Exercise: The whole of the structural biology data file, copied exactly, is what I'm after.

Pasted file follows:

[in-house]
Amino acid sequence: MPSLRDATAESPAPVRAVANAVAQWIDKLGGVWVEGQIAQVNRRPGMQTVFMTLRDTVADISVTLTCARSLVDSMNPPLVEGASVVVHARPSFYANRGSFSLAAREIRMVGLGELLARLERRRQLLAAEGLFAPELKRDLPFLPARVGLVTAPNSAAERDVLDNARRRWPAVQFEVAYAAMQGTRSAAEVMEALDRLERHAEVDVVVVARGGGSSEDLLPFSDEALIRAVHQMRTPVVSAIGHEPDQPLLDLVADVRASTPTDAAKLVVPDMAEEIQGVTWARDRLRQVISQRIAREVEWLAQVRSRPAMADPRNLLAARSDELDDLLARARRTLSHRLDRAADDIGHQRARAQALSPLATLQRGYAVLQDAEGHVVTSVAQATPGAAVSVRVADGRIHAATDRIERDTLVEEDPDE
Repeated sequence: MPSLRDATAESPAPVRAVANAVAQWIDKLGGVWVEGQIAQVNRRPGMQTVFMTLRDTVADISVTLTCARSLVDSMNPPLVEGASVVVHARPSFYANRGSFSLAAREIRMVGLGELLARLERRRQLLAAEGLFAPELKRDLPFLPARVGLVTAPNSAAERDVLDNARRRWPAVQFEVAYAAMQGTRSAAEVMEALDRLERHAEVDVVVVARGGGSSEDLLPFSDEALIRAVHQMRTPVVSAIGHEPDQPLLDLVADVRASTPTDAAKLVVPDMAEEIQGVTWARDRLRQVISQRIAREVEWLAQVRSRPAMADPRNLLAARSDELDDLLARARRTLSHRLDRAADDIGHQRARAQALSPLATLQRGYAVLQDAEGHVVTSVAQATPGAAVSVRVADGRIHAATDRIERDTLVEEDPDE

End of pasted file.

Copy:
[in-house]
Amino acid sequence: MPSLRDATAESPAPVRAVANAVAQWIDKLGGVWVEGQIAQVNRRPGMQTVFMTLRDTVADISVTLTCARSLVDSMNPPLVEGASVVVHARPSFYANRGSFSLAAREIRMVGLGELLARLERRRQLLAAEGLFAPELKRDLPFLPARVGLVTAPNSAAERDVLDNARRRWPAVQFEVAYAAMQGTRSAAEVMEALDRLERHAEVDVVVVARGGGSSEDLLPFSDEALIRAVHQMRTPVVSAIGHEPDQPLLDLVADVRASTPTDAAKLVVPDMAEEIQGVTWARDRLRQVISQRIAREVEWLAQVRSRPAMADPRNLLAARSDELDDLLARARRTLSHRLDRAADDIGHQRARAQALSPLATLQRGYAVLQDAEGHVVTSVAQATPGAAVSVRVADGRIHAATDRIERDTLVEEDPDE
Repeated sequence: MPSLRDATAESPAPVRAVANAVAQWIDKLGGVWVEGQIAQVNRRPGMQTVFMTLRDTVADISVTLTCARSLVDSMNPPLVEGASVVVHARPSFYANRGSFSLAAREIRMVGLGELLARLERRRQLLAAEGLFAPELKRDLPFLPARVGLVTAPNSAAERDVLDNARRRWPAVQFEVAYAAMQGTRSAAEVMEALDRLERHAEVDVVVVARGGGSSEDLLPFSDEALIRAVHQMRTPVVSAIGHEPDQPLLDLVADVRASTPTDAAKLVVPDMAEEIQGVTWARDRLRQVISQRIAREVEWLAQVRSRPAMADPRNLLAARSDELDDLLARARRTLSHRLDRAADDIGHQRARAQALSPLATLQRGYAVLQDAEGHVVTSVAQATPGAAVSVRVADGRIHAATDRIERDTLVEEDPDE